In the Canary Islands, an archipelago off the coast of Spain, locals are protesting the number of tourists. “A total of 13.9 million tourists visited the Canary Islands in 2023, according to local chamber of commerce figures, 13% more than the year before. That is about six times more than the islands' population of 2.2 million.” (BBC) Part of the concern here is that the tourism dollars aren’t benefiting locals – policies put in place years ago to attract investment favor outside investors and big resorts. The “model is "incredibly generous" to investors, who only pay 4% tax and can send the profits earned in the Canaries back to the firm's home country” (Sky). Similar protests have been held in popular European holiday destinations like Mallorca and Ibiza. The disparity this creates is significant – one out of three locals are at risk of falling into poverty and nearly a third of all housing on the islands are foreign-owned. Similar protests have been held in popular European holiday destinations like Mallorca and Ibiza.

Amsterdam halted the building of new hotels, and banned people from smoking marijuana on the streets of the iconic Red Light District. They’re also in the process of moving the bulk of the sex trade to a new “erotic zone” outside of the main city center. They also piloted a campaign last year urging younger British men to stay away– Amsterdam remains a popular destination for extremely inebriated visitors on hen and stag do’s (bachelorette/bachelor parties). It’s had questionable efficacy – some reports say it worked, others say it was wholly ineffective.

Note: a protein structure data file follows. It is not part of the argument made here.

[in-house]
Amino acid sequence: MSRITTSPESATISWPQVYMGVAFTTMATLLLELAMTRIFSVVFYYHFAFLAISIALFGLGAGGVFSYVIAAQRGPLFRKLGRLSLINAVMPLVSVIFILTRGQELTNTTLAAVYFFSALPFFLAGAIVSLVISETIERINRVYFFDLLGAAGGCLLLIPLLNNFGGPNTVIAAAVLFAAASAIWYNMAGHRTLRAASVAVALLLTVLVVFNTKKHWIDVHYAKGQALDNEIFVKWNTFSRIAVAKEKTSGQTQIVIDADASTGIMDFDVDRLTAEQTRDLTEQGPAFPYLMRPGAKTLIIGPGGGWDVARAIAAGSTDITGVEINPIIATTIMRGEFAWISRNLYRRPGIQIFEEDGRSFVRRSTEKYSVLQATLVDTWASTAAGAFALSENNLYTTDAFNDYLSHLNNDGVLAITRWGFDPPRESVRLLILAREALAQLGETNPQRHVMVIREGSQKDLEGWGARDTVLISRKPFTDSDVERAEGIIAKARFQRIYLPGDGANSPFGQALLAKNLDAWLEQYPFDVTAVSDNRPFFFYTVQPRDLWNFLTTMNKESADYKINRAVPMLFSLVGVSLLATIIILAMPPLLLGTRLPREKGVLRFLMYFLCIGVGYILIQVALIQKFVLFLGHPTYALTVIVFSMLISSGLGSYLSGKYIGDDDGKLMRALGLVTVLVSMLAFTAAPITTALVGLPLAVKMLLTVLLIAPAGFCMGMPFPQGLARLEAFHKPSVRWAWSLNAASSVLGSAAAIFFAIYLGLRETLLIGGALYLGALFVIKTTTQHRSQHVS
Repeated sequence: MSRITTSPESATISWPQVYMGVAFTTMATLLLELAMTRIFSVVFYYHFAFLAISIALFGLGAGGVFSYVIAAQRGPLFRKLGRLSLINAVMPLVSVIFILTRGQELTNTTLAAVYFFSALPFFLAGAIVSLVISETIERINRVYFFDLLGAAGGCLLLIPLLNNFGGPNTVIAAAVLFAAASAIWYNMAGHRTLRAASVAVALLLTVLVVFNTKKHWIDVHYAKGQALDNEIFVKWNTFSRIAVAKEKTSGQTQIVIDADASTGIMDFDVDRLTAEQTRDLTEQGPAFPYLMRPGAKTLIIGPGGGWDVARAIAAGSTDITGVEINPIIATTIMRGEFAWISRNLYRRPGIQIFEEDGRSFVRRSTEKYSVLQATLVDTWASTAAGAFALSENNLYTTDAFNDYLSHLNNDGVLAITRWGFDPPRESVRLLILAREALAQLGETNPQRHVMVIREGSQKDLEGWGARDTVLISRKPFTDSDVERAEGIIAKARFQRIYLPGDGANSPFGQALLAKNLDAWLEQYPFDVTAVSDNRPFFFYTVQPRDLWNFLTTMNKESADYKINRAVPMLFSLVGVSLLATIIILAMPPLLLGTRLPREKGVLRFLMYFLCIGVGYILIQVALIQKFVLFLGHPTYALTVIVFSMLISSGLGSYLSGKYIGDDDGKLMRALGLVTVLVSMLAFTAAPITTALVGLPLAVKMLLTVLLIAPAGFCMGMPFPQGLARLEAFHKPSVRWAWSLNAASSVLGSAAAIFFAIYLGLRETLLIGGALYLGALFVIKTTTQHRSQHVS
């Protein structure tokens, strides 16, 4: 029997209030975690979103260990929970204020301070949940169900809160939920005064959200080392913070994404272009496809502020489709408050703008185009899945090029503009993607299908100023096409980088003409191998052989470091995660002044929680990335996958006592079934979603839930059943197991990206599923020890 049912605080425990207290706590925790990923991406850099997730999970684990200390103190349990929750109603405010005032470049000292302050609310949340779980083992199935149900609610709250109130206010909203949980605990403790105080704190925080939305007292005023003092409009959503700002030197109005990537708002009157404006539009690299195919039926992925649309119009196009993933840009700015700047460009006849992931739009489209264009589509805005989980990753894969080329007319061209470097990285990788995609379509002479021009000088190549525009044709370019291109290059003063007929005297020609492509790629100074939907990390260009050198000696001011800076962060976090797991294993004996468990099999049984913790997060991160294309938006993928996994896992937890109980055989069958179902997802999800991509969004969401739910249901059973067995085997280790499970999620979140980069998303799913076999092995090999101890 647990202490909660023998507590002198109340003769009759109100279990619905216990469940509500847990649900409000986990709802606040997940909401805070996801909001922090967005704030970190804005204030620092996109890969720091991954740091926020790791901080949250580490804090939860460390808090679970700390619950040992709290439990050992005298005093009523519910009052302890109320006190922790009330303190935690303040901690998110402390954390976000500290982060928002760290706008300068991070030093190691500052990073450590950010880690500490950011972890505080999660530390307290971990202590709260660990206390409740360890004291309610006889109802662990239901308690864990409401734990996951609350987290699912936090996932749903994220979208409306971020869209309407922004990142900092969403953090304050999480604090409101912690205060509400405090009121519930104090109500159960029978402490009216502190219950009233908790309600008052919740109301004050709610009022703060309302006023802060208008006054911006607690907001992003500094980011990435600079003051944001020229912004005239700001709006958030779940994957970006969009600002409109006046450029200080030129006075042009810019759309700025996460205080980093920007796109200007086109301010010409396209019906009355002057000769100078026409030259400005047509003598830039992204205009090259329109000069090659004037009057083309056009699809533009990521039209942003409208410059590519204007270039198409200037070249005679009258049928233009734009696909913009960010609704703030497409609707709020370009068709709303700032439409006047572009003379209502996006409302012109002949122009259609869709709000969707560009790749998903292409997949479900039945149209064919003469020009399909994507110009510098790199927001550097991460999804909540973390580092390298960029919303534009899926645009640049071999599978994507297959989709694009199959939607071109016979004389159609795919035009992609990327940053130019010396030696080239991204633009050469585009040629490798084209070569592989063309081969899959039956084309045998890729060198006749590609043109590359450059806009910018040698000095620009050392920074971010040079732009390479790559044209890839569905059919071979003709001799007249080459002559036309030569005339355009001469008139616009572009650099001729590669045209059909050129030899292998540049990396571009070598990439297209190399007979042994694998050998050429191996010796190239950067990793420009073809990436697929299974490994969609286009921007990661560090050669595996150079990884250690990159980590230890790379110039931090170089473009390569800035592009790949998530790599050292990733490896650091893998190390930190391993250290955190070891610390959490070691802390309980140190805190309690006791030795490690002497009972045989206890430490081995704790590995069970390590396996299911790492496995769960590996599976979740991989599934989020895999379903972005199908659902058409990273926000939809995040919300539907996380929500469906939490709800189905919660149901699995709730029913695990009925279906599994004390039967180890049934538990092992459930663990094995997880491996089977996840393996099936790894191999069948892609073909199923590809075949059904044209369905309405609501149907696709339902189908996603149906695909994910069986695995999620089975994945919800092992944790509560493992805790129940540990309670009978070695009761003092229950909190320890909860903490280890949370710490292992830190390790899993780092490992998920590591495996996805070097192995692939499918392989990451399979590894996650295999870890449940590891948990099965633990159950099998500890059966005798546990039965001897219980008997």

The effects of social media are valid. It certainly has an impact on places like Hallstatt and Fujikawaguchiko, but others like Mallorca and Ibiza are more product of years of campaigns, cheap flights (for Europeans) and hotel developers. Many of these are cases of “everyone loves tourism until they don’t”. The mythos and popularity of many popular spots has often been nurtured by government officials (through policy and investment incentives) and by marketing agencies (through advertising) for years and decades before things reached a crisis point. Is Moab crowded because people “discovered” Delicate Arch on social media? Or because Visit Utah spent millions of dollars promoting the “Mighty Five”?

Tough problems

I’ve spent almost a month traveling in Austria over the last few years, and never visited Halstatt. Nor did I feel like I “missed out”. It’s a beautiful country, filled with picturesque villages, lakes, and mountains. Neither did I visit a single place, in the height of summer, that I felt was crowded or over-capacity. Frankly, most places felt blissfully quiet. This wasn’t particularly intentional, I just didn’t base my choices off some basic travel blogger’s “TOP FIVE places you HAVE TO visit in Austria”. The same can be said for most places that are over-developed and over-visited – there’s often similarly amazing spots just right around the corner, but they’re on less SEO-bait top 10 lists.

However, I’ve been fortunate to travel widely for long periods of time – allowing me to explore in a more organic way, less concerned with timelines. It’s hard to begrudge other travelers with limited time that want to visit bucket list places and have more “guarantees” and less unknowns in their travel, whether that be “the” beautiful Austrian lake, or “the” shot of Mt Fuji. Unknowns are difficult to swallow, especially when it comes to travel – sure, for some that's part of the allure, but that doesn't work for everyone. Solutions to curb these concentrated travel habits are in short supply, unless we just start charging to visit everywhere (like Venice did, recently). If we want anything to change, both locales and travelers will have to work in concert to affect downstream changes in travel behaviors and tendencies.